The Taiwan Tobacco Liquor Corporation will stop buying tobacco leaves in March. Thus recently harvested tobacco leaves may be the last batch ever grown by farmers on the island. To showcase the history of Taiwan's tobacco industry, a Hakka Park in Pingtung set up a tobacco drying building for people to experience tobacco drying and processing, and learn about the industry's development over the years.
Folded tobacco leaves are hung in the processing plants, all pushed in as tight as possible. They are to be dried by smoke for 10 days hung upside down. In the early days, tobacco processing plants did not have computer thermostats and whole families of tobacco farmers maintained a 24 hour watch in shifts.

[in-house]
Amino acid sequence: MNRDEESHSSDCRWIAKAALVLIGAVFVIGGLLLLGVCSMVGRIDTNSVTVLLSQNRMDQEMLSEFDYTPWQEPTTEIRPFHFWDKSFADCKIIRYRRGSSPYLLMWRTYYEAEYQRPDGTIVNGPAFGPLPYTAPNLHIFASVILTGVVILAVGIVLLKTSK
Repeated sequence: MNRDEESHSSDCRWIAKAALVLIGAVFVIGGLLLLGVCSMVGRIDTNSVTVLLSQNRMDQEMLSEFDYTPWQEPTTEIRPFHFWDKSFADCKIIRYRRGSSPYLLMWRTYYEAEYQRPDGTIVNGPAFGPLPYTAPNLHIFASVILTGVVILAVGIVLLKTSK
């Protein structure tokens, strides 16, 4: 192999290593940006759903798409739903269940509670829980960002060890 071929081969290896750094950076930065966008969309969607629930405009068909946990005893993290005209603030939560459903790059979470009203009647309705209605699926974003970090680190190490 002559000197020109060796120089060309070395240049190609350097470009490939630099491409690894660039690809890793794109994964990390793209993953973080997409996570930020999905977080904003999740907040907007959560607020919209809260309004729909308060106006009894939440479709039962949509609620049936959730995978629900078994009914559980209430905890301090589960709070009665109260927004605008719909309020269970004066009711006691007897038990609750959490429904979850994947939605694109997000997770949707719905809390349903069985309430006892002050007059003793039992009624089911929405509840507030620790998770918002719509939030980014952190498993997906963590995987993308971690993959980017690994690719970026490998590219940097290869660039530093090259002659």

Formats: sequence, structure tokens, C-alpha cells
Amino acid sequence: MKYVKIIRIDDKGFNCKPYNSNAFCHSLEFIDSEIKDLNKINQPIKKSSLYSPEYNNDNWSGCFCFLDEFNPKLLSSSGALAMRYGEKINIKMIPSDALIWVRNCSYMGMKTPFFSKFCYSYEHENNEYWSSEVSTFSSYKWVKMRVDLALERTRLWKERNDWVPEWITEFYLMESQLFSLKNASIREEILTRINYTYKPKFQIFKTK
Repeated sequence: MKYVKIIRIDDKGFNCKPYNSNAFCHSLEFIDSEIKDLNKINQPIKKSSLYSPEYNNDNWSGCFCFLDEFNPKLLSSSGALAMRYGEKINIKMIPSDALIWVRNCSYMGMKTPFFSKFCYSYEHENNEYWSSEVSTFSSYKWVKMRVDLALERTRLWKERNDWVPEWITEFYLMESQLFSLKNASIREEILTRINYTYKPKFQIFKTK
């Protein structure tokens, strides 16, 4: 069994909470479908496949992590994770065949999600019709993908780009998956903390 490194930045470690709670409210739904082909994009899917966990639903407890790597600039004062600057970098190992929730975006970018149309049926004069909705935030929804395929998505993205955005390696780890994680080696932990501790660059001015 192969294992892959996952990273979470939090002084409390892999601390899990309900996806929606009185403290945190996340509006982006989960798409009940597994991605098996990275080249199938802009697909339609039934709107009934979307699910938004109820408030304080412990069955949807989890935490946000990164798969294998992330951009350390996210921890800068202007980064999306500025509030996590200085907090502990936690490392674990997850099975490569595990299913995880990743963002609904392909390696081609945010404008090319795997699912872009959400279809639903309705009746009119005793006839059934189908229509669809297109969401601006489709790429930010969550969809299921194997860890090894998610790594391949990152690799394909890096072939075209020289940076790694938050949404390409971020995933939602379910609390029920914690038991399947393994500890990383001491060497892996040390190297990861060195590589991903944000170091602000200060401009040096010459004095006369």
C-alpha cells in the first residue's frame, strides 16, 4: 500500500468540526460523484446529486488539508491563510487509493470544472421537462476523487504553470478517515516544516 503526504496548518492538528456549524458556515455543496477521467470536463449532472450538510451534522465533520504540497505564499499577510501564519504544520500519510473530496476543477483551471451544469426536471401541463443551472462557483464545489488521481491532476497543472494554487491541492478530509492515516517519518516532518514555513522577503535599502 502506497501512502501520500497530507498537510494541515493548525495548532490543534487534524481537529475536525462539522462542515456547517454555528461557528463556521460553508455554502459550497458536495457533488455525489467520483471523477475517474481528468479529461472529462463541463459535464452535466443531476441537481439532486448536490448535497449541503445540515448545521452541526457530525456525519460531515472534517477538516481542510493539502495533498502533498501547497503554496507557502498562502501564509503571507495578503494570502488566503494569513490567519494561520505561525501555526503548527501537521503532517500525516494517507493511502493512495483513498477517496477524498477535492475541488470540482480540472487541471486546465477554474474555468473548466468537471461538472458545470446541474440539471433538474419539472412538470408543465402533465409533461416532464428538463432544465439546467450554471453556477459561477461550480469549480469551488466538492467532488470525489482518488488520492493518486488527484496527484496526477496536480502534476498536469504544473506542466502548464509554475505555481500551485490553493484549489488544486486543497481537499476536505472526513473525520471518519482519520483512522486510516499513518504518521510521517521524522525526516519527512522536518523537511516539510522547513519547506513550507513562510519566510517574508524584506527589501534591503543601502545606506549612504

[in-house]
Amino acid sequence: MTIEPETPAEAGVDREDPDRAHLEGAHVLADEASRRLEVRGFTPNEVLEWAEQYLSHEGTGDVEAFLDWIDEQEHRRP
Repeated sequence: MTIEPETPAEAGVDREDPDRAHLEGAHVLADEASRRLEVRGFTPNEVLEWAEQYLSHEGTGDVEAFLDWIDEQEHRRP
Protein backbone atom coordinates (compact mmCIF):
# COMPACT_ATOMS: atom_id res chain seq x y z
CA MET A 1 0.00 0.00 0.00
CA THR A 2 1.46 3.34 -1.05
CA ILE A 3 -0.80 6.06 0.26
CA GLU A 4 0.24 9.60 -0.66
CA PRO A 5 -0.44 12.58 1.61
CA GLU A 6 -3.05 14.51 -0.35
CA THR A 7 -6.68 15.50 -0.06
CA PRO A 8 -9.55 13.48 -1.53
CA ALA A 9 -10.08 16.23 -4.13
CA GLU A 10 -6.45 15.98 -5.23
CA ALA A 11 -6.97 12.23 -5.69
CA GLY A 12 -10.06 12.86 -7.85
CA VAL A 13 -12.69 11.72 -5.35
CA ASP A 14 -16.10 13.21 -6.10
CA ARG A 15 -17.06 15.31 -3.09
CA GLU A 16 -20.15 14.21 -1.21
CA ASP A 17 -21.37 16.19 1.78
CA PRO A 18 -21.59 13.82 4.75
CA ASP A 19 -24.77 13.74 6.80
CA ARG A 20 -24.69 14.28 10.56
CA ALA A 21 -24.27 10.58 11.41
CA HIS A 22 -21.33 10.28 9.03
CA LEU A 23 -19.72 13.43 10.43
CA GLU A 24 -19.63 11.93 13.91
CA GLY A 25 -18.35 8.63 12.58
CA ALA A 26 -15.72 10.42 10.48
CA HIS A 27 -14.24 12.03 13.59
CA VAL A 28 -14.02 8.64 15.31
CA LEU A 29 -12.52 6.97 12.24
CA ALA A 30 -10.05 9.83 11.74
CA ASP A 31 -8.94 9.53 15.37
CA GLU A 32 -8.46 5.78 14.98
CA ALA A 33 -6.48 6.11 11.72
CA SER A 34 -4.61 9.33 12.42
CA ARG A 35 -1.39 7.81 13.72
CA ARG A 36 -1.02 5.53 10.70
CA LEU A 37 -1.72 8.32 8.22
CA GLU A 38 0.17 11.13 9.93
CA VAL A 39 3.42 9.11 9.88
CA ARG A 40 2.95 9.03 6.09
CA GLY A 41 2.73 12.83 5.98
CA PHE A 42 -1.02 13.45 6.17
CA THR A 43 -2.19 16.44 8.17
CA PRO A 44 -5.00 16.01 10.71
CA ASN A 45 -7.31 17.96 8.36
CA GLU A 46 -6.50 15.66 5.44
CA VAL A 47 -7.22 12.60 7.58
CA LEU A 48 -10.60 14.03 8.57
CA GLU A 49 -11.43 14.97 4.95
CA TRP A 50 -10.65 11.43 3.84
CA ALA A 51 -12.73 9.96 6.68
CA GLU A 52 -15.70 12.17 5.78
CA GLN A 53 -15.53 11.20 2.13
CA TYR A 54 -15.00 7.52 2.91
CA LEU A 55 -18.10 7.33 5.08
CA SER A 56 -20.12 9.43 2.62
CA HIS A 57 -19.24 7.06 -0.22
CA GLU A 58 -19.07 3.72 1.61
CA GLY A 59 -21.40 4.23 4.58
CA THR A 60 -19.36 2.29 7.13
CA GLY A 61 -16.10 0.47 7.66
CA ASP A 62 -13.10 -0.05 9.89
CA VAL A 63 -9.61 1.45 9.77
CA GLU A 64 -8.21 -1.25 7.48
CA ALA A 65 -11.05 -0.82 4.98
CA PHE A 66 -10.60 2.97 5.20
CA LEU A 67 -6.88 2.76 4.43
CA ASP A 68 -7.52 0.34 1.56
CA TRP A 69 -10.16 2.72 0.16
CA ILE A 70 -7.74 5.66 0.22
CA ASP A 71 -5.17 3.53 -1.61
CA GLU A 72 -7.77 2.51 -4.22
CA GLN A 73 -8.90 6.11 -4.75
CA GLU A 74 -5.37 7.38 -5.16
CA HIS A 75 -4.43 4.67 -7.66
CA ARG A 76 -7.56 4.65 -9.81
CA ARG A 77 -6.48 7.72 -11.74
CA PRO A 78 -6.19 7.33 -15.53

You had to watch the process around the clock and couldn't go to bed at night. Moreover, you had to keep feeding firewood to the furnace. And the firewood had to be chopped into smaller pieces so that they fit into the furnace.
Touching the just-harvested leaves and smelling the scent of smoke, experiencing the processing, students really understand the hard work put in by tobacco farmers and the part of Taiwan's history that tobacco farmers formed.
==MS. LIN Academic==
You can feel that growing tobacco is really hard work and they are all quite old.
==MR. CHEN Academic==
We should conserve this for children or just the public to know the difficult side of life as a tobacco farmer
==MS. TSENG Academic==
This is a really valuable experience of this million dollar industry.
The organizers hope that this experience will help the public to understand the tobacco farming industry and the part it plays in Hakka culture. At the same time this is a witness to the work of tobacco processing plants and the rise and fall of tobacco in Taiwan agriculture.
TRANSLATED BY：CLARE LEAR
HAKKA PARK SHOWCASES THE LAST OF THE TOBACCO INDUSTRY|見證末代菸葉 燻菸體驗了解產業文化
Good Morning Taiwan